In celebration of long-time Curator of Historical Archaeology Martha Zierden’s distinguished career, The Charleston Museum is pleased to host a three-part fall lecture series, featuring noted scholars in the field of archaeology.
In this talk, Dr. Jon Marcoux presents some of the research he has conducted using the pottery collections from The Charleston Museum. He will discuss how archaeologists gain insights about human behavior and culture through the study of artifacts. In doing so, he will show how these rather mundane objects play into the grander historical process of colonialism.
Jon Bernard Marcoux is the director of the Clemson University Graduate Program in Historic Preservation. Marcoux’s research focuses on early colonial interactions between Native Americans, enslaved Africans, and Europeans in the southeastern United States. He has published two books and numerous articles and book chapters exploring the ways that Cherokees, Savannahs, and other Native American groups negotiated the social and political turmoil caused by European colonialism. He is currently engaged in a project involving colonial sites in and around Charleston. The project’s goal is to characterize how Native Americans, enslaved Africans, and Europeans materialized their identities through architecture, pottery manufacture, foodways, and other detritus of daily life.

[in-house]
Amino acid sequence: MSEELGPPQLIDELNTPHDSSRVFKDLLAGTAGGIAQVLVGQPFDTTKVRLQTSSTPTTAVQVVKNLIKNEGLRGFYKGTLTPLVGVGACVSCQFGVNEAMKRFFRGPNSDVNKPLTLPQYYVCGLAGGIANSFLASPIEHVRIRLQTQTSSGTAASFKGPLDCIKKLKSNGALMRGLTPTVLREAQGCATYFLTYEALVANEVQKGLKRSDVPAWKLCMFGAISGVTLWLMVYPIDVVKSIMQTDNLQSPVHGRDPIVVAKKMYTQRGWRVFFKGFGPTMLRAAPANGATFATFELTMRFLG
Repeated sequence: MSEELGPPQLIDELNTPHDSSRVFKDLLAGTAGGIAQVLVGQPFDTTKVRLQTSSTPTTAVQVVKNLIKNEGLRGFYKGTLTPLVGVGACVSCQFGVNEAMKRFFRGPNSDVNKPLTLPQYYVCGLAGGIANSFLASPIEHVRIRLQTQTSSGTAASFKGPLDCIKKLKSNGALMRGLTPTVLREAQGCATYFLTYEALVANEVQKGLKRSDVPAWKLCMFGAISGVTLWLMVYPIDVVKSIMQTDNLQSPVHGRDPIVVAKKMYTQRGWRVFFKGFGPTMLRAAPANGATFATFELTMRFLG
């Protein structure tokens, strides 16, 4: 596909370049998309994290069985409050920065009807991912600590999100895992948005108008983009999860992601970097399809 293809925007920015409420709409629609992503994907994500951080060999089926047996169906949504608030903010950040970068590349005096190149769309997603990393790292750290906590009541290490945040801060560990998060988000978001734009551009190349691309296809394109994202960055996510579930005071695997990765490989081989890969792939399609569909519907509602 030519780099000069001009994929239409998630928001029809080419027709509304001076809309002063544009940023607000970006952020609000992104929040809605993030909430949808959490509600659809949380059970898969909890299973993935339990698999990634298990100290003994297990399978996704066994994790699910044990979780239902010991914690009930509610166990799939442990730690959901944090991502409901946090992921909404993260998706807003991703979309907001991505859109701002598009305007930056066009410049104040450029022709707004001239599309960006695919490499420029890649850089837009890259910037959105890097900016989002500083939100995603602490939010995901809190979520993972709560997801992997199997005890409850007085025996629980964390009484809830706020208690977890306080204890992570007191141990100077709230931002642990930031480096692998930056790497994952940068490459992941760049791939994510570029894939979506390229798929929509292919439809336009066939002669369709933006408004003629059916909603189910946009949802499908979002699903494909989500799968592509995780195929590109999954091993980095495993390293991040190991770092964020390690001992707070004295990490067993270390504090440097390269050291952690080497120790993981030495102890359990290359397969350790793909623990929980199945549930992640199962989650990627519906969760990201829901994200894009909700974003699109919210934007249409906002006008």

Registration is encouraged. This lecture is FREE for Members and FREE for the public. ***SUGGESTED DONATION $10***